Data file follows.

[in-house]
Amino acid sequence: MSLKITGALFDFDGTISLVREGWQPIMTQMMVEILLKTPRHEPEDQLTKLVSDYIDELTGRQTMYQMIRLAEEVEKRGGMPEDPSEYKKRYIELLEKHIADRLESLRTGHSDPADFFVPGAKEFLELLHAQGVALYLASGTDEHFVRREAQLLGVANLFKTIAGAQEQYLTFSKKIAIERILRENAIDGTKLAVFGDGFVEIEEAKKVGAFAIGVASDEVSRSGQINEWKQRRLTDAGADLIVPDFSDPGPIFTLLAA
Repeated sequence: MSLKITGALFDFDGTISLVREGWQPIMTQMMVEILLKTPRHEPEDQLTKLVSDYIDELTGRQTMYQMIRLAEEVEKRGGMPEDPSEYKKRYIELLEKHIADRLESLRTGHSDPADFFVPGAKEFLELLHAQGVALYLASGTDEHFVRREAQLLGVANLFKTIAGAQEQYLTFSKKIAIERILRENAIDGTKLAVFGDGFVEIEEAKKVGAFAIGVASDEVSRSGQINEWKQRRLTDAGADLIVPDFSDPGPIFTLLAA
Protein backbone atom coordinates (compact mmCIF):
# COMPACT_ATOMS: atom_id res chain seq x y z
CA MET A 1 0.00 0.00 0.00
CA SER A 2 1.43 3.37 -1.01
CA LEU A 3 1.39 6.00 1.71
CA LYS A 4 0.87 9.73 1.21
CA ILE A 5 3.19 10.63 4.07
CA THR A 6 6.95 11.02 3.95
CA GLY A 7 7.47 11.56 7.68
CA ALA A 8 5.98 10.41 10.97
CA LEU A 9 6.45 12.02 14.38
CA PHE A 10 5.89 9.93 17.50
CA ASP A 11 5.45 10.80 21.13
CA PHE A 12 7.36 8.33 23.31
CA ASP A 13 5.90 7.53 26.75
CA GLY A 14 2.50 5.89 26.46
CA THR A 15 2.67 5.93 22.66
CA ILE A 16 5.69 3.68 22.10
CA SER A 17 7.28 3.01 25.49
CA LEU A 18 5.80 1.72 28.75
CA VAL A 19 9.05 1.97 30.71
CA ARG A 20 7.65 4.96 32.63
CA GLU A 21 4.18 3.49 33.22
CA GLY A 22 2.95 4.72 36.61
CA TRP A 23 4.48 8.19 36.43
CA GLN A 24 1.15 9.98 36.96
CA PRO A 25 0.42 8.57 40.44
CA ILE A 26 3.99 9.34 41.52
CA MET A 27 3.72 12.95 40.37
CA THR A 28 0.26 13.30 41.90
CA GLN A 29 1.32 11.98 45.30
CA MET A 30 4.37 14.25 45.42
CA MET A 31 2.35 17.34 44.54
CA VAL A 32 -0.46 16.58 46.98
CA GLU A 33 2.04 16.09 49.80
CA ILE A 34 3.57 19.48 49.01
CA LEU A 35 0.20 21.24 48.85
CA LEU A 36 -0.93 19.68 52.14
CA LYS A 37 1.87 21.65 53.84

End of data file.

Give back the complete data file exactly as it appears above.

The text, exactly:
[in-house]
Amino acid sequence: MSLKITGALFDFDGTISLVREGWQPIMTQMMVEILLKTPRHEPEDQLTKLVSDYIDELTGRQTMYQMIRLAEEVEKRGGMPEDPSEYKKRYIELLEKHIADRLESLRTGHSDPADFFVPGAKEFLELLHAQGVALYLASGTDEHFVRREAQLLGVANLFKTIAGAQEQYLTFSKKIAIERILRENAIDGTKLAVFGDGFVEIEEAKKVGAFAIGVASDEVSRSGQINEWKQRRLTDAGADLIVPDFSDPGPIFTLLAA
Repeated sequence: MSLKITGALFDFDGTISLVREGWQPIMTQMMVEILLKTPRHEPEDQLTKLVSDYIDELTGRQTMYQMIRLAEEVEKRGGMPEDPSEYKKRYIELLEKHIADRLESLRTGHSDPADFFVPGAKEFLELLHAQGVALYLASGTDEHFVRREAQLLGVANLFKTIAGAQEQYLTFSKKIAIERILRENAIDGTKLAVFGDGFVEIEEAKKVGAFAIGVASDEVSRSGQINEWKQRRLTDAGADLIVPDFSDPGPIFTLLAA
Protein backbone atom coordinates (compact mmCIF):
# COMPACT_ATOMS: atom_id res chain seq x y z
CA MET A 1 0.00 0.00 0.00
CA SER A 2 1.43 3.37 -1.01
CA LEU A 3 1.39 6.00 1.71
CA LYS A 4 0.87 9.73 1.21
CA ILE A 5 3.19 10.63 4.07
CA THR A 6 6.95 11.02 3.95
CA GLY A 7 7.47 11.56 7.68
CA ALA A 8 5.98 10.41 10.97
CA LEU A 9 6.45 12.02 14.38
CA PHE A 10 5.89 9.93 17.50
CA ASP A 11 5.45 10.80 21.13
CA PHE A 12 7.36 8.33 23.31
CA ASP A 13 5.90 7.53 26.75
CA GLY A 14 2.50 5.89 26.46
CA THR A 15 2.67 5.93 22.66
CA ILE A 16 5.69 3.68 22.10
CA SER A 17 7.28 3.01 25.49
CA LEU A 18 5.80 1.72 28.75
CA VAL A 19 9.05 1.97 30.71
CA ARG A 20 7.65 4.96 32.63
CA GLU A 21 4.18 3.49 33.22
CA GLY A 22 2.95 4.72 36.61
CA TRP A 23 4.48 8.19 36.43
CA GLN A 24 1.15 9.98 36.96
CA PRO A 25 0.42 8.57 40.44
CA ILE A 26 3.99 9.34 41.52
CA MET A 27 3.72 12.95 40.37
CA THR A 28 0.26 13.30 41.90
CA GLN A 29 1.32 11.98 45.30
CA MET A 30 4.37 14.25 45.42
CA MET A 31 2.35 17.34 44.54
CA VAL A 32 -0.46 16.58 46.98
CA GLU A 33 2.04 16.09 49.80
CA ILE A 34 3.57 19.48 49.01
CA LEU A 35 0.20 21.24 48.85
CA LEU A 36 -0.93 19.68 52.14
CA LYS A 37 1.87 21.65 53.84